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Who are you speaking for?

When using a social network it is important to be clear whether you are using it in a personal capacity or speaking on behalf of an organisation. Doctors who want to express their own views are advised to state clearly in their social media profiles that they are writing in a personal capacity. Another way of avoiding any confusion about whether an individual is speaking in a personal or official capacity is to remove any reference to organisations in your social media profile. Many secondary care organisations have social media policies which specify that employees should not identify where they work on their social media profiles. 

Is this guidance helpful? Let us know what you think.

6 replies

  • This isn't very clear. Are you saying  If not referring to membership of specific organisations eg the BMA, then there's no need to declare "views my own"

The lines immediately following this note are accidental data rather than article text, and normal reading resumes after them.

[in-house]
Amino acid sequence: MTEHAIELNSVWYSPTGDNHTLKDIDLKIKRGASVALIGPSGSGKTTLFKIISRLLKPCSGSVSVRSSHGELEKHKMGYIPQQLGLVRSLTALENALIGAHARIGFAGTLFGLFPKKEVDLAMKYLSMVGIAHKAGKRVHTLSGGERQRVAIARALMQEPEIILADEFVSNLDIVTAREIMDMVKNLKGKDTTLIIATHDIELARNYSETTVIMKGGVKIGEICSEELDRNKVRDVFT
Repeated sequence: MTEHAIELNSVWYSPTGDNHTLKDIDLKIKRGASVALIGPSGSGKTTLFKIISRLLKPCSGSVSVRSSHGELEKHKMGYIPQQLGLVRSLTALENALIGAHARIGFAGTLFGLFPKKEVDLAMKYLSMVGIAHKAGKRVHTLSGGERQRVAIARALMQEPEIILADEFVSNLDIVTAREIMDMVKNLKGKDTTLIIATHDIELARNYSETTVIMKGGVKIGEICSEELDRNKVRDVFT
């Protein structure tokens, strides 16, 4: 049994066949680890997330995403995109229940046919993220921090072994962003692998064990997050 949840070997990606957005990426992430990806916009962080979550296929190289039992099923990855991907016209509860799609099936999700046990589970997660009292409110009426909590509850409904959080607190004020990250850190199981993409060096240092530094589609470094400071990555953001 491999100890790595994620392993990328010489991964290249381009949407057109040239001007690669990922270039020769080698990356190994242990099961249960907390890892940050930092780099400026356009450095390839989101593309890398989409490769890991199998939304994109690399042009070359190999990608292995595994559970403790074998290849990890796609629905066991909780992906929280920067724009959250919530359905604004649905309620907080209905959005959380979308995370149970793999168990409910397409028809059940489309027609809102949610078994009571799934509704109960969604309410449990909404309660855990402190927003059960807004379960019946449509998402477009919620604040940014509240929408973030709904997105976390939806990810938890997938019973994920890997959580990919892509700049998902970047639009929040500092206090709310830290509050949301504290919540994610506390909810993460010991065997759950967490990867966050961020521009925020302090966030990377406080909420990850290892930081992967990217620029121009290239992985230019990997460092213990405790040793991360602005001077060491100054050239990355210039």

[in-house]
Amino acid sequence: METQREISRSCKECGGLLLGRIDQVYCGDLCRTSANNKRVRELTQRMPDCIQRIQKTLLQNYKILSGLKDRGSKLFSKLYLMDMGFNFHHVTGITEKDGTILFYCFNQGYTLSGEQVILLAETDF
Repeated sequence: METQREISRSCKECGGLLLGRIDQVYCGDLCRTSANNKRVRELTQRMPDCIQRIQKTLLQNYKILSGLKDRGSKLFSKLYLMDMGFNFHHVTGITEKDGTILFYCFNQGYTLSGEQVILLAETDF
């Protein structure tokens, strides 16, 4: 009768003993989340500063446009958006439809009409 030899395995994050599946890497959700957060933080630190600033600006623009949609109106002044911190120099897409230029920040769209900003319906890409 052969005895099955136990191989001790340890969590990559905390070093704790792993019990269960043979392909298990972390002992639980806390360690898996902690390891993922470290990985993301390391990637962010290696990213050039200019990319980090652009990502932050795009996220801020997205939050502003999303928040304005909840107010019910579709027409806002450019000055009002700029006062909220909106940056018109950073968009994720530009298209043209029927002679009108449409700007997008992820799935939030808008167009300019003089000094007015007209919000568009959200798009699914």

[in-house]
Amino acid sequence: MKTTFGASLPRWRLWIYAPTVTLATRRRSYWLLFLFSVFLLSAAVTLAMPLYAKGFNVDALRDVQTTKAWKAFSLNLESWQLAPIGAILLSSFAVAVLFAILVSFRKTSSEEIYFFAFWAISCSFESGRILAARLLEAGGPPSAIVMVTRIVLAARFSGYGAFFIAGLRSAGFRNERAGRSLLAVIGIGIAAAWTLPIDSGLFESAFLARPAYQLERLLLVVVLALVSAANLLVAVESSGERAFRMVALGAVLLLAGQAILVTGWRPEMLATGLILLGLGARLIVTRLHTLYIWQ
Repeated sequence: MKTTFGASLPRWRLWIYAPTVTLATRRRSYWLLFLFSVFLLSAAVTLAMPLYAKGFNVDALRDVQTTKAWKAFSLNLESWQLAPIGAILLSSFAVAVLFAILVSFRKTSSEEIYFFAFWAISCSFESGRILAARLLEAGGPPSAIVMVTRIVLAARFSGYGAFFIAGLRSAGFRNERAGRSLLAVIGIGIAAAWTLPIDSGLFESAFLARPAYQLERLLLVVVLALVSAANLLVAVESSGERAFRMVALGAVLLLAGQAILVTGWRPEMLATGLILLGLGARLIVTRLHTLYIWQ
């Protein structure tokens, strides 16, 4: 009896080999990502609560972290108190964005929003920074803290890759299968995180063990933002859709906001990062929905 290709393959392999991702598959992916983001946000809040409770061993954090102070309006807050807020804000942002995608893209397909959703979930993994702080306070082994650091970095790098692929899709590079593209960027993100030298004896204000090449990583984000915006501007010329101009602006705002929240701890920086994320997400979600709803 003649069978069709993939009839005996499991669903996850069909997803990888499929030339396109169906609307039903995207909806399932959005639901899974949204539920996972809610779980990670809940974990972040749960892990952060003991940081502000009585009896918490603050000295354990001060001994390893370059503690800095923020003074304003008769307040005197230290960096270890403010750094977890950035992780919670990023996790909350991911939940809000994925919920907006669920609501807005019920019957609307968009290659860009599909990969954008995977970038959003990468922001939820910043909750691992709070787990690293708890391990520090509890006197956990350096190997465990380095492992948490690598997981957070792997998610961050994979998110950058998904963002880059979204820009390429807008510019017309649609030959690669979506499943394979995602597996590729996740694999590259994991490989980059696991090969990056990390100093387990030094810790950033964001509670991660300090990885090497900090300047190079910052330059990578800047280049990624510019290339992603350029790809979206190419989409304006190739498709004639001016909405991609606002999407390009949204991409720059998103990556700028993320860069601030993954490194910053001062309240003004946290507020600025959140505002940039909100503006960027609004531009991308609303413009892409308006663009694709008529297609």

• In reply to Mary Church:

    I think the assumed wisdom is that having "views my own" on your profile and not linking yourself to an organisation such as the BMA insulates you to a certain degree from getting into trouble with employers or organisations that you are linked to, however I'm not aware of a case in which this has been used in a successful defence. Can our social media department produce such an example?

  • In reply to Antony Christopher Bolton:

    Including a statement that clarifies 'your views are your own' is good practice. The possibility exists that if you say where you work, for example, someone could assume you are speaking on behalf of that organisation. It could get awkward if it was then picked up in the press.

  • In reply to Gordon Fletcher:

    But is there any evidence that this statement is actually protective? I'm asking out of genuine curiosity because I'm not sure it will stand up in court.

  • In reply to Antony Christopher Bolton:

    I'm not identified on Facebook as a doctor, but it would be easy to guess that I am. However, I feel no need to say the views expressed are my own, since there is no affiliation mentioned either. In fact, I am not an employee, so cannot speak on an employer's behalf. However, if I did work for the NHS, would I be unable to express any view on NHS provision? I think that many thousands of them do.

  • In reply to Gerald Thomas Freshwater:

    By the way, the guidance seems good to me.